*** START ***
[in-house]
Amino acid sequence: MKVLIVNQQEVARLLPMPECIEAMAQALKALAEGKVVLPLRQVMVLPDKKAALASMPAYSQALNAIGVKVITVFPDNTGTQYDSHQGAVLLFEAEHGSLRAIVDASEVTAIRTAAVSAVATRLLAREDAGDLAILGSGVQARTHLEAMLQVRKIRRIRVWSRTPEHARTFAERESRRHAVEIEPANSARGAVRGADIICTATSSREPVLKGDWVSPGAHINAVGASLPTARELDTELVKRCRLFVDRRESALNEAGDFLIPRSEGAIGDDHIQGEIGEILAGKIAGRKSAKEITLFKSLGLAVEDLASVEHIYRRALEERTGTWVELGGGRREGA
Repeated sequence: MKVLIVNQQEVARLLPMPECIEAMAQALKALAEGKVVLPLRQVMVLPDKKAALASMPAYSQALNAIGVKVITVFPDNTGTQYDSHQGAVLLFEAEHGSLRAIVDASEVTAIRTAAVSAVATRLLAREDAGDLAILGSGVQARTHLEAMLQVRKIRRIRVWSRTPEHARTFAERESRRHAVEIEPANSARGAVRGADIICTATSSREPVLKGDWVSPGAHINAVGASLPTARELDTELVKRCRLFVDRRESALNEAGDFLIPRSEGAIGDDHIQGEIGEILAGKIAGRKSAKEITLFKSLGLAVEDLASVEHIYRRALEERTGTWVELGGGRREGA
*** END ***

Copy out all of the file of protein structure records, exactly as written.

[in-house]
Amino acid sequence: MKVLIVNQQEVARLLPMPECIEAMAQALKALAEGKVVLPLRQVMVLPDKKAALASMPAYSQALNAIGVKVITVFPDNTGTQYDSHQGAVLLFEAEHGSLRAIVDASEVTAIRTAAVSAVATRLLAREDAGDLAILGSGVQARTHLEAMLQVRKIRRIRVWSRTPEHARTFAERESRRHAVEIEPANSARGAVRGADIICTATSSREPVLKGDWVSPGAHINAVGASLPTARELDTELVKRCRLFVDRRESALNEAGDFLIPRSEGAIGDDHIQGEIGEILAGKIAGRKSAKEITLFKSLGLAVEDLASVEHIYRRALEERTGTWVELGGGRREGA
Repeated sequence: MKVLIVNQQEVARLLPMPECIEAMAQALKALAEGKVVLPLRQVMVLPDKKAALASMPAYSQALNAIGVKVITVFPDNTGTQYDSHQGAVLLFEAEHGSLRAIVDASEVTAIRTAAVSAVATRLLAREDAGDLAILGSGVQARTHLEAMLQVRKIRRIRVWSRTPEHARTFAERESRRHAVEIEPANSARGAVRGADIICTATSSREPVLKGDWVSPGAHINAVGASLPTARELDTELVKRCRLFVDRRESALNEAGDFLIPRSEGAIGDDHIQGEIGEILAGKIAGRKSAKEITLFKSLGLAVEDLASVEHIYRRALEERTGTWVELGGGRREGA